Edible wild plants

Getting to know the region's wild plants

The wild valleys, the Mediterranean climate of the lake and the alpine landscapes all create unique conditions for wild plants and flowers to flourish. A paradise for nature lovers and foragers. Milo Bissegger grew up in the Centovalli area and has botany in his blood. A nature lover and a keen forager of edible wild plants and flowers, he has managed to turn his passion into a career. Among his many activities, he offers courses on native plants and designs natural gardens. Meret Bissegger, the well-known wild plant expert and chef, is his aunt. It was thanks to her that Milo discovered his passion for the plant world.

The biggest and best-known carnival in Ticino
  • A walk in the region's valleys is like shopping in a big supermarket.

  • Nature bursts into life in spring, when the trees are covered in fresh buds, and plants and flowers start sprouting. Not only does this give woods and meadows a magical feel, but it also offers us a wealth of culinary treasures.

  • Nature provides us with all we need, in the kitchen and for medical purposes. Some of the best-known edible wild plants are wild garlic, nettles and dandelions. However, those in the know will find so much more here.

What is an occasional hobby for most is a real passion for Milo, and he has already managed to carve out a career for himself. He satisfies his innate passion by studying and picking wild plants and flowers, with the added bonus of spending time in nature and exploring the many beautiful corners of the Ascona-Locarno region from a different perspective. Botany is an integral part of his everyday life. He first showed an interest in the natural world at an early age: when watering his parents' garden, he used to "talk" to the plants, which thanked him for the water. However, his great interest in nature is not really all that surprising.

His great-grandfather was a well-known botanical illustrator, and his other aunt, Mona Caron, who brightens up massive buildings all around the world with plant murals, is also a great botanist. It takes a lot of time to get to know and study plants. The best way is look carefully at wild plants when out and about, and read books. There is an enormous variety of edible wild plants in Switzerland, and in the Lake Maggiore region especially.

  • Interest in nature and wild plants has exploded in recent years

  • Indeed, restaurants are now offering more and more dishes that contain ingredients coming from plants, flowers or herbs found growing in the wild. One of the most popular of these is wild garlic, which can be used in a variety of ways. But there are countless others found in the forests here, perfect for conjuring up exquisite dishes.

For instance, the young leaves of the linden tree taste great in a salad. Viola odorata (sweet violet) thrives in open woodland. Its flowers are widely used as a garnish and to give a fragrant, colourful touch, especially when added to salads. Plantain leaves can be used like spinach in autumn, while stinging nettle, that classic shade-loving plant, is great in a soup or cake. Milo has a large garden with a wild lawn, teeming with many of his favourite plants. However, if he wants something that does not grow on his doorstep, he knows exactly where to find it. Wild garlic, for example, grows like a carpet in the woods by the river in the Maggia Valley. Its distinctive scent is quite unmistakable. There is just one simple rule: always leave at least half of the plant and have the greatest respect for nature.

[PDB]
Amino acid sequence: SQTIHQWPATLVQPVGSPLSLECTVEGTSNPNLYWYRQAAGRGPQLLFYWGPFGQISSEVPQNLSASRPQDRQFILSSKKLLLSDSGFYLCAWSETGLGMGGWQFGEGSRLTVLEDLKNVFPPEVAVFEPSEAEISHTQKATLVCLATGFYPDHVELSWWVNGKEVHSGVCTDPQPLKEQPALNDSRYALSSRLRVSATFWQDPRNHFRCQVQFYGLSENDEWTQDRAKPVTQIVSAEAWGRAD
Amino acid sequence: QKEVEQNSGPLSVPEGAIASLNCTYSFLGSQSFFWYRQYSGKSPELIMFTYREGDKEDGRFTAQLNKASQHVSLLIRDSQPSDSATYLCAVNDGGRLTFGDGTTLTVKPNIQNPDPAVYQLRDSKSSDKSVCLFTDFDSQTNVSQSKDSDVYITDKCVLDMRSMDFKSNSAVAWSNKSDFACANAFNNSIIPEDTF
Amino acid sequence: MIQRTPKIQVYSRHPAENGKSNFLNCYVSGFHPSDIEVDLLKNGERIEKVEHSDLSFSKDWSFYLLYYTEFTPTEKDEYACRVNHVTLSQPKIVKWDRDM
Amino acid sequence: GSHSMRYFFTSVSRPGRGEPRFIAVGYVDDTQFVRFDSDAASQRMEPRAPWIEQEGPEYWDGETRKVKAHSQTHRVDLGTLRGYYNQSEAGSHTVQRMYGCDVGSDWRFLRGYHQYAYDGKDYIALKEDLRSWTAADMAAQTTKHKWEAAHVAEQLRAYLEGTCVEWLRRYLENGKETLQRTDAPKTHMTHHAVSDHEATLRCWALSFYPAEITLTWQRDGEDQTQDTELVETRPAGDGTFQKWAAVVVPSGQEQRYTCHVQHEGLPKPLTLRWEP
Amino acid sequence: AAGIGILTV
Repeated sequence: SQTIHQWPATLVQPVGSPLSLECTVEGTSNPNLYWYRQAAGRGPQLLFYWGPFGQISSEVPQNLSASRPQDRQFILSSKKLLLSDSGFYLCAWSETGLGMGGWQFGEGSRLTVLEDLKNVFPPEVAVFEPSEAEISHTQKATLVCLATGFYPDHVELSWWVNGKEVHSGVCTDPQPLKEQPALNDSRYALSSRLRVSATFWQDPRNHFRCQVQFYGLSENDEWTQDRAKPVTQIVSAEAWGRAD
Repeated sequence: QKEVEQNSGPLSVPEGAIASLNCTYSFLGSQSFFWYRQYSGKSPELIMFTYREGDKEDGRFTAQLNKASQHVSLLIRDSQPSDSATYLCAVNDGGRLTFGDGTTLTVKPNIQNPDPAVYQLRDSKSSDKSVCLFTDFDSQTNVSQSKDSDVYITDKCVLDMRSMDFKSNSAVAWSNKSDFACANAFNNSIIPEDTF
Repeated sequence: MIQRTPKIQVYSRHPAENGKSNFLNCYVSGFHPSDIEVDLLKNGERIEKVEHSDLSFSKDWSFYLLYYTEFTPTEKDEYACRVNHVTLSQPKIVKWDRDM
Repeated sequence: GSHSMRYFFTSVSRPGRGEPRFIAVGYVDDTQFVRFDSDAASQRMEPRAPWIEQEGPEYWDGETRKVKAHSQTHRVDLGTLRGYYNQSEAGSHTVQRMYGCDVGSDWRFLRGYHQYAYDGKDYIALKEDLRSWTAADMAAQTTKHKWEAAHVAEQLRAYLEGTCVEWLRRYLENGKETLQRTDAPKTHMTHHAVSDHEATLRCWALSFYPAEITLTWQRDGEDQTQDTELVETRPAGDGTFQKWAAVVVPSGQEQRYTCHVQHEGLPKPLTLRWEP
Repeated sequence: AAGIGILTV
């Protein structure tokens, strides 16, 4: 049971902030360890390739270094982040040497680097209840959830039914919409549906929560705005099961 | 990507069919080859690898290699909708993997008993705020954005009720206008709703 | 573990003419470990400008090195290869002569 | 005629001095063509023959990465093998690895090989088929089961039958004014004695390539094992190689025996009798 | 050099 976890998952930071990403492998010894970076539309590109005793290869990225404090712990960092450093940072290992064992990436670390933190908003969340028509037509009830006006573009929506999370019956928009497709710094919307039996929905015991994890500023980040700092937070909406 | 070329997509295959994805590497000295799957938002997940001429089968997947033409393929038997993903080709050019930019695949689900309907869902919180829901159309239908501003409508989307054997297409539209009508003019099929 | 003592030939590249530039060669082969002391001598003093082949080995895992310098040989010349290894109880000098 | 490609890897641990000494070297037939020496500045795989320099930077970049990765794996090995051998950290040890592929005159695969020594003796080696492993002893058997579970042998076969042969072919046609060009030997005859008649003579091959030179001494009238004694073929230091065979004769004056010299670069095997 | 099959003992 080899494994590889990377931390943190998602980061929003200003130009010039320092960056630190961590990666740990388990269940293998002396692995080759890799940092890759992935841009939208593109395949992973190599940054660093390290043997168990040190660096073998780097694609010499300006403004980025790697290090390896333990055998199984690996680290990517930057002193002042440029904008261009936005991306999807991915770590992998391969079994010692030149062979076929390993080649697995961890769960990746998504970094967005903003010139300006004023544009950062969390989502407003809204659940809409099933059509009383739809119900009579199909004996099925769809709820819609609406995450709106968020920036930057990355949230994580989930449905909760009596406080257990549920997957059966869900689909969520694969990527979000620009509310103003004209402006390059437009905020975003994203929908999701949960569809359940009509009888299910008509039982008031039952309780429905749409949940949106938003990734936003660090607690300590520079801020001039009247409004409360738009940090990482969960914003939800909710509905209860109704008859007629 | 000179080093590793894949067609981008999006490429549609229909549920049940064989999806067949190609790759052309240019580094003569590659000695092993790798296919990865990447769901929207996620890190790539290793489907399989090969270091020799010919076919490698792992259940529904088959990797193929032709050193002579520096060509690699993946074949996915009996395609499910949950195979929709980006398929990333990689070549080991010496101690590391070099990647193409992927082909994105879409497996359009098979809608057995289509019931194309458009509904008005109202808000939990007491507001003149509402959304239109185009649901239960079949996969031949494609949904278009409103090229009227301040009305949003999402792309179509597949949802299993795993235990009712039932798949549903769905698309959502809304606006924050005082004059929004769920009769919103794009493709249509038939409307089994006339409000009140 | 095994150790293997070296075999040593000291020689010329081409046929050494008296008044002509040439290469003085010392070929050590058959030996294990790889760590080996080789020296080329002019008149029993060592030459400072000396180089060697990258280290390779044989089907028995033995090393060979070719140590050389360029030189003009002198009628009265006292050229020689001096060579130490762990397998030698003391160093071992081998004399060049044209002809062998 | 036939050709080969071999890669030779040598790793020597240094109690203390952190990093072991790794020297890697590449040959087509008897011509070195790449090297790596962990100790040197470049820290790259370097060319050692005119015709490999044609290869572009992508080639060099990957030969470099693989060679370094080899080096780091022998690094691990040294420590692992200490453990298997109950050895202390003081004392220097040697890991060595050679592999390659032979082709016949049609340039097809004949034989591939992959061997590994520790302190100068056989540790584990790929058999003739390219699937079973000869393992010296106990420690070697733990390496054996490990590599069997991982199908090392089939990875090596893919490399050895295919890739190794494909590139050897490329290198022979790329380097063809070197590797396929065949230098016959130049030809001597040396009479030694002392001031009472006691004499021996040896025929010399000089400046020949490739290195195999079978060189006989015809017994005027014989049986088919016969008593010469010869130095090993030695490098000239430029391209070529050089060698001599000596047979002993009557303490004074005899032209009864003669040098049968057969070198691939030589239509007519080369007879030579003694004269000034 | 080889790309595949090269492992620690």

Most people with a vegetable patch will often spend hours and hours weeding and uprooting the wild garlic. Little do they know that what they are trying to get rid of could actually be a vitamin-rich delicacy, like chickweed or purslane, both found in almost every garden. However, you must know your plants and only ever eat them if you are 100% sure of what they are.

Want to learn more about the wild plants and flowers found in this region and how they can be used? Sign up for one of Milo or Meret's fantastic courses. Time well spent!


Frittata with wild herb salad

Method for the frittata:
Blanch Urtica dioica (stinging nettle) and Galium aparine (cleavers) and squeeze well to remove the last of the cooking water. Roughly chop plenty of raw, unblanched Allium ursinum (wild garlic) and finely chop a few leaves of Salvia pratensis (meadow clary) to add flavour.

Mix everything in a bowl, together with the eggs, and season to taste. Cook over medium heat with the lid on. Flip over and finish cooking.

How to prepare the wild herb salad:
Combine a finely chopped handful each of the following: Allium ursinum (wild garlic), leaves; Tilia cordata (small-leaved lime), young leaves; flowers of Galium mollugo (hedge bedstraw), Stellaria media (common chickweed), Silene vulgaris (bladder campion), Plantago lanceolata (ribwort plantain) and Taraxacum officinale (common dandelion). Add Rumex acetosa (broad-leaved sorrel) and the tips of Vicia sativa (common vetch). Garnish with the flowers of Viola Reichenbachiana (early dog-violet), Salvia pratensis (meadow clary) and Lunaria annua (annual honesty).

For the dressing:
Extra virgin olive oil, white wine herb vinegar, mustard seeds, a dollop of mayonnaise and natural yoghurt, a pinch of fresh chopped chives, marjoram and oregano from the garden, salt and pepper.

Plan your stay